The Free Church of Scotland has welcomed news that the Scottish Government has rejected calls from secularists to ban creationism from the classroom.
In a letter to MSPs, Tim Simons, head of Curriculum Unit, confirmed that the Government had no plans to issue guidance “to prevent the presentation of creationism… by teachers or school visitors” and added that “the evidence available suggests that guidance on these matters is unnecessary”.
Moderator Designate Rev David Robertson said he was pleased that civil servants had shown common sense instead of bowing to ‘scaremongering’ from a small number of secular activists.
Previously education officials, who also opposed the move, had accused the Scottish Secular Society of using “inflammatory rhetoric’ in their petition to Holyrood’s Public Petitions Committee.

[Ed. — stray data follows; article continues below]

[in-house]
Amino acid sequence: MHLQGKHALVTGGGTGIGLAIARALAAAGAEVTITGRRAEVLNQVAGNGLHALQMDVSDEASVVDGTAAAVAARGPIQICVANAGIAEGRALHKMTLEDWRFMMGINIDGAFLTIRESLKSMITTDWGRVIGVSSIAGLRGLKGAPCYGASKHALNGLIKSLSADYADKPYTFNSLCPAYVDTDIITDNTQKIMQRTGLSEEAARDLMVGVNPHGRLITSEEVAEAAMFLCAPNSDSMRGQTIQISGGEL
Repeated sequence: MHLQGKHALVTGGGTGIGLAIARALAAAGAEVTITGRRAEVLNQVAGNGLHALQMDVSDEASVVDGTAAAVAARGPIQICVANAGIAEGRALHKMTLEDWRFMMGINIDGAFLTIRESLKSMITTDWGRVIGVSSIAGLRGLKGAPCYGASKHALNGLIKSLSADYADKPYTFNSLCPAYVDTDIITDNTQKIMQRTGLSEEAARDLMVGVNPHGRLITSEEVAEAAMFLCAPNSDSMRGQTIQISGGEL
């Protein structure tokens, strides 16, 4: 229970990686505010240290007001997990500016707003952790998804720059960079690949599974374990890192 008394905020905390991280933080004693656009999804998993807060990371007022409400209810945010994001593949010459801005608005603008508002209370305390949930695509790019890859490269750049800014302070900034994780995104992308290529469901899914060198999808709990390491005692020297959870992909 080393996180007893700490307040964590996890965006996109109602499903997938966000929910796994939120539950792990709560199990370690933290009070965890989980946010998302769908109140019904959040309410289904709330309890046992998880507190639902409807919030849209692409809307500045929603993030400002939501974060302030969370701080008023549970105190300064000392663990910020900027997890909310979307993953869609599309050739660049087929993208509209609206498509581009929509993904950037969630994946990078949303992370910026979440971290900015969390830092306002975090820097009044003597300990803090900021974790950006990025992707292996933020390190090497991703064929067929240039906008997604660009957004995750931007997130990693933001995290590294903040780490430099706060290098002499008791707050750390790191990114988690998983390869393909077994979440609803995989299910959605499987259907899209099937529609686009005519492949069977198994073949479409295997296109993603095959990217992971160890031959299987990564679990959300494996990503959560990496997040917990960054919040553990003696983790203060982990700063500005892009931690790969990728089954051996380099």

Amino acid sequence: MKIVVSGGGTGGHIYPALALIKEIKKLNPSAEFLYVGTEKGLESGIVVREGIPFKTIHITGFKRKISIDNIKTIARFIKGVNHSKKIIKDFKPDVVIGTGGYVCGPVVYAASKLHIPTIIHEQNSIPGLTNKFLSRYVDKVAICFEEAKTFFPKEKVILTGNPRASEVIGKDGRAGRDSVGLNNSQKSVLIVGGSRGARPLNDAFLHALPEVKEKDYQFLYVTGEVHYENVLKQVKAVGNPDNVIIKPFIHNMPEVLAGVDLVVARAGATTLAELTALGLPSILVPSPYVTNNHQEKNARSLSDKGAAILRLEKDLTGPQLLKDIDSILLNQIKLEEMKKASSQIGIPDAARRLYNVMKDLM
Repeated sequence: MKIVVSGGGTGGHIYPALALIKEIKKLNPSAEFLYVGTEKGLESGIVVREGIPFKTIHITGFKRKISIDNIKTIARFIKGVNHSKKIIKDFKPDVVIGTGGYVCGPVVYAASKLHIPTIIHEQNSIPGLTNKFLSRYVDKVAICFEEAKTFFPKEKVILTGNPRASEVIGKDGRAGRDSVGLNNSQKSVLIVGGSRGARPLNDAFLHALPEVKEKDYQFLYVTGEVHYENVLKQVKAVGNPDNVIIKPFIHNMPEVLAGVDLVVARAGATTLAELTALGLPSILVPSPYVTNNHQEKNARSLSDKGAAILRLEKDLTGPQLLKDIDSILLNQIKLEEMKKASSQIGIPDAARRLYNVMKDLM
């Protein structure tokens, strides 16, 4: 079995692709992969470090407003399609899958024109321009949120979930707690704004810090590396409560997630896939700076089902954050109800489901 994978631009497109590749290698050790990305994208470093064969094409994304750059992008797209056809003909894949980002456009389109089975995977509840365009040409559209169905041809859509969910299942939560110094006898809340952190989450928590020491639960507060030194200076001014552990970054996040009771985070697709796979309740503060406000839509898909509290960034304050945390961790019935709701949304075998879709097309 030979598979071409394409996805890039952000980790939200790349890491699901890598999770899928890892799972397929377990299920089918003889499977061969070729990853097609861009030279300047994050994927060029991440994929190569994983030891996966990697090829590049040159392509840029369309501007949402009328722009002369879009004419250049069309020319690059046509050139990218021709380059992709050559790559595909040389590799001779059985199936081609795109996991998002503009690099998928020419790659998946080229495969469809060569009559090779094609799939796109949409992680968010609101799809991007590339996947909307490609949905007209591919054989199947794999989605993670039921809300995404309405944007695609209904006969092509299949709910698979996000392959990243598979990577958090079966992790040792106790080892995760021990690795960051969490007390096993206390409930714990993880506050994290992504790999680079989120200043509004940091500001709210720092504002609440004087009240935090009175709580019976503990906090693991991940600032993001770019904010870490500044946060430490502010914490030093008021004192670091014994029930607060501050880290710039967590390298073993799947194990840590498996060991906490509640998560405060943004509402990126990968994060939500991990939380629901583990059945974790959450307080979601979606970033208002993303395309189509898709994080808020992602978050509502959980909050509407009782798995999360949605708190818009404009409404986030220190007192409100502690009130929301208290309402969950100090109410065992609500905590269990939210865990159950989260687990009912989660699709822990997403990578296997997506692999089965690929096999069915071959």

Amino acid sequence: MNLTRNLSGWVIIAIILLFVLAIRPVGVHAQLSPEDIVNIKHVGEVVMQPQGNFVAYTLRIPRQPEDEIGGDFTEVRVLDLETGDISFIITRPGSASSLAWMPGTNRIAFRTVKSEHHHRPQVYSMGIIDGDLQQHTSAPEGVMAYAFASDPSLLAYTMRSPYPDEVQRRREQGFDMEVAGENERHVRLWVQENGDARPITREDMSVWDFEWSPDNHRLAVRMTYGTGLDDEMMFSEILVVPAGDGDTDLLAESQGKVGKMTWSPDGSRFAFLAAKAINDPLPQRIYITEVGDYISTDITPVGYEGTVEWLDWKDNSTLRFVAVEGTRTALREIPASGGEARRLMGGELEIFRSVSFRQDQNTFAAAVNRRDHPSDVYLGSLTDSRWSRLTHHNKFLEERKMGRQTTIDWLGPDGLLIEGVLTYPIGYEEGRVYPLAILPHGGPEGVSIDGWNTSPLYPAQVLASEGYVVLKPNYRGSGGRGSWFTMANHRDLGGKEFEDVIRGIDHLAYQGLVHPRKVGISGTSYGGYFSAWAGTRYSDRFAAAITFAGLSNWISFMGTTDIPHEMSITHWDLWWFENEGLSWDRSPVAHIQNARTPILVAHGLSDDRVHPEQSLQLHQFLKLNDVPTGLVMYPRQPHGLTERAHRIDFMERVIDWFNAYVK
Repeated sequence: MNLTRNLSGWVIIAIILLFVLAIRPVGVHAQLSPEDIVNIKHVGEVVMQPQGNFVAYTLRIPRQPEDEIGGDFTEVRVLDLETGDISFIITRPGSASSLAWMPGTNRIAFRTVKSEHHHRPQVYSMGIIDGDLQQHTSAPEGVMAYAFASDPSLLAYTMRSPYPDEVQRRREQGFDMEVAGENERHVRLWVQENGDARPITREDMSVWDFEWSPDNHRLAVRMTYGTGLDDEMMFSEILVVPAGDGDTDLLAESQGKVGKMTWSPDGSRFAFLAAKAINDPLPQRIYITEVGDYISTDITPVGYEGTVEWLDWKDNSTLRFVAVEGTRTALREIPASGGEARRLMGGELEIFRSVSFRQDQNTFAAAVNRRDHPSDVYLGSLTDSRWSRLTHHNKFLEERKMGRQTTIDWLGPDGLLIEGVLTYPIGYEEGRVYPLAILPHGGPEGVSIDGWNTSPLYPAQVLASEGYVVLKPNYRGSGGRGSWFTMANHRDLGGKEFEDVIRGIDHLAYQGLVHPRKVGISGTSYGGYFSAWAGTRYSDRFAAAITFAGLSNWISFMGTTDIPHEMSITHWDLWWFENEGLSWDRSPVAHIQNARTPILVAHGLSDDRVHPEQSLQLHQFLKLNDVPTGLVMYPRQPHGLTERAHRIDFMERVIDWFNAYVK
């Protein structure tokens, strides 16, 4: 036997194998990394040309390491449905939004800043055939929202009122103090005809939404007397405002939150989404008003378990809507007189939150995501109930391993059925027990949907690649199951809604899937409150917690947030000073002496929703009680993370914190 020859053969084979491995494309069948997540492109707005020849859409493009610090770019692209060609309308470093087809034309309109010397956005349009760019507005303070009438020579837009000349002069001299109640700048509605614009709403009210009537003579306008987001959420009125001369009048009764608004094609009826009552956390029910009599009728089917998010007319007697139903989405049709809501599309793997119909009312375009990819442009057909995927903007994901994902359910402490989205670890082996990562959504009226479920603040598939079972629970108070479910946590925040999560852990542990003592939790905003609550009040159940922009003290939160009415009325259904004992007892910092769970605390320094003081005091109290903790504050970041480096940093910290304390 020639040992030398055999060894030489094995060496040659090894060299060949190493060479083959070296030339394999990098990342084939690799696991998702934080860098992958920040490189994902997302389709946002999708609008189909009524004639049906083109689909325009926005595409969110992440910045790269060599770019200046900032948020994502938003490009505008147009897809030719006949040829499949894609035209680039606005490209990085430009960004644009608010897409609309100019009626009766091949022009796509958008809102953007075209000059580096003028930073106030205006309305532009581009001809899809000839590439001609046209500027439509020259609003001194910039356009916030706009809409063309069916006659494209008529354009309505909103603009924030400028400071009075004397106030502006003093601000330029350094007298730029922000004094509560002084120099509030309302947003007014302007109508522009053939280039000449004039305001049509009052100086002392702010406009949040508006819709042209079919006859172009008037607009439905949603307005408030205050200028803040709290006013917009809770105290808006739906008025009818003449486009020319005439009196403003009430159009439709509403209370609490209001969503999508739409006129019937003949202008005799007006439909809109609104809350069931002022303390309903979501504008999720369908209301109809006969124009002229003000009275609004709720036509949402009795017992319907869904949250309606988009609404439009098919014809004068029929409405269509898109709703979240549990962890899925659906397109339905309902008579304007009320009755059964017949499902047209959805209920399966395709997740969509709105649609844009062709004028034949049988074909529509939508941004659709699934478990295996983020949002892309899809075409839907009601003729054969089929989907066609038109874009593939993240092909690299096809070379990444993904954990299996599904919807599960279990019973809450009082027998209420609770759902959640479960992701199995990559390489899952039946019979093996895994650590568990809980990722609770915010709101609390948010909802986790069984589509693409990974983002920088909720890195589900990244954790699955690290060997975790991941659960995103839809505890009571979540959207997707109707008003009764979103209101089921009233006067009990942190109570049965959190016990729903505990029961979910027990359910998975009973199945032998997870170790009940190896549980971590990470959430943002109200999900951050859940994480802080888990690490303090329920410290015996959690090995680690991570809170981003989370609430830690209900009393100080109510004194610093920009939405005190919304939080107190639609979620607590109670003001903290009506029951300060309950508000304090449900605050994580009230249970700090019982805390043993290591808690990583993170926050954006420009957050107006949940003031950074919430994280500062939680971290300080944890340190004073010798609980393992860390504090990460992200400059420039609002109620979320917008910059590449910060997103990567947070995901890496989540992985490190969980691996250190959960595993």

Rev David Robertson said: “We are delighted that the Scottish Government has rejected the petition from the Scottish Secular Society and that there are ‘no plans to issue guidance to schools or education authorities to prevent the presentation of Creationism, Intelligent Design or similar doctrines’.
“The Scottish Government has clearly recognised that the Scottish Secular Society were scaremongering and seeking to create a problem where nothing was actually wrong.
“We are delighted that science teachers will continue to be free to teach science without interference from politicians and that those in religious and moral education will also be free to discuss the different views of origins.
“To paraphrase Stephen J Gould – ‘science teachers will be able to teach about the age of the rocks, RME teachers and chaplains about the Rock of Ages’!”
You can read the Scottish Government's full response to the petition by clicking here.